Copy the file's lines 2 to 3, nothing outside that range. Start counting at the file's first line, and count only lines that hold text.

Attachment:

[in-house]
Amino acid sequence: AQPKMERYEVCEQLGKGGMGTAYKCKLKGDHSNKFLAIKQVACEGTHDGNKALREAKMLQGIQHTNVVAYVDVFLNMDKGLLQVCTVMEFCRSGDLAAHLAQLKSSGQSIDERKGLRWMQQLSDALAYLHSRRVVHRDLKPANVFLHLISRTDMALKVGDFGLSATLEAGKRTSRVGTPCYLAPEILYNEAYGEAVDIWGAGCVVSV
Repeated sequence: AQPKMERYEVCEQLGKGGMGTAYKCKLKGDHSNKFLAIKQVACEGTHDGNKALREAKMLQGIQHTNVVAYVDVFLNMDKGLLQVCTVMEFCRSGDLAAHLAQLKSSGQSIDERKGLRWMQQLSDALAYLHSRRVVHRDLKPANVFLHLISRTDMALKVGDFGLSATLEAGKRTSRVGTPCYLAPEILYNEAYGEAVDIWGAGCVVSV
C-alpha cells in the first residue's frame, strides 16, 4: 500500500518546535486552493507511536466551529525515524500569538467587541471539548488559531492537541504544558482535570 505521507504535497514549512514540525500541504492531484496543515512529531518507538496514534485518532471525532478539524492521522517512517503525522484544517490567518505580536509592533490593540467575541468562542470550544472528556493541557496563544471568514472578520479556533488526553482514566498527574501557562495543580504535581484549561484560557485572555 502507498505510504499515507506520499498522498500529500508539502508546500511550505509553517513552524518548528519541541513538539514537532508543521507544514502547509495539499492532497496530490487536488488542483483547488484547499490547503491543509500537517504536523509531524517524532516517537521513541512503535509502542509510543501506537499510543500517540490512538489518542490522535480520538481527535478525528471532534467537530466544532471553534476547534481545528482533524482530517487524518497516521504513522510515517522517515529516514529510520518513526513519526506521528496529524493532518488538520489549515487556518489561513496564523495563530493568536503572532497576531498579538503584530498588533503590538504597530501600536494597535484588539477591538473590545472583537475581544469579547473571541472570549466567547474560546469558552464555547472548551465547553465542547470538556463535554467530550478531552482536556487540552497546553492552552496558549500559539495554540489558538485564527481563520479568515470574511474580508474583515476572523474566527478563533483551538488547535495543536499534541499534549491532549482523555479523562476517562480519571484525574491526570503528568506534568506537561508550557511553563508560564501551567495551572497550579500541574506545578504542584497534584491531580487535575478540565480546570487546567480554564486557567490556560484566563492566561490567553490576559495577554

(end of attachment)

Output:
Amino acid sequence: AQPKMERYEVCEQLGKGGMGTAYKCKLKGDHSNKFLAIKQVACEGTHDGNKALREAKMLQGIQHTNVVAYVDVFLNMDKGLLQVCTVMEFCRSGDLAAHLAQLKSSGQSIDERKGLRWMQQLSDALAYLHSRRVVHRDLKPANVFLHLISRTDMALKVGDFGLSATLEAGKRTSRVGTPCYLAPEILYNEAYGEAVDIWGAGCVVSV
Repeated sequence: AQPKMERYEVCEQLGKGGMGTAYKCKLKGDHSNKFLAIKQVACEGTHDGNKALREAKMLQGIQHTNVVAYVDVFLNMDKGLLQVCTVMEFCRSGDLAAHLAQLKSSGQSIDERKGLRWMQQLSDALAYLHSRRVVHRDLKPANVFLHLISRTDMALKVGDFGLSATLEAGKRTSRVGTPCYLAPEILYNEAYGEAVDIWGAGCVVSV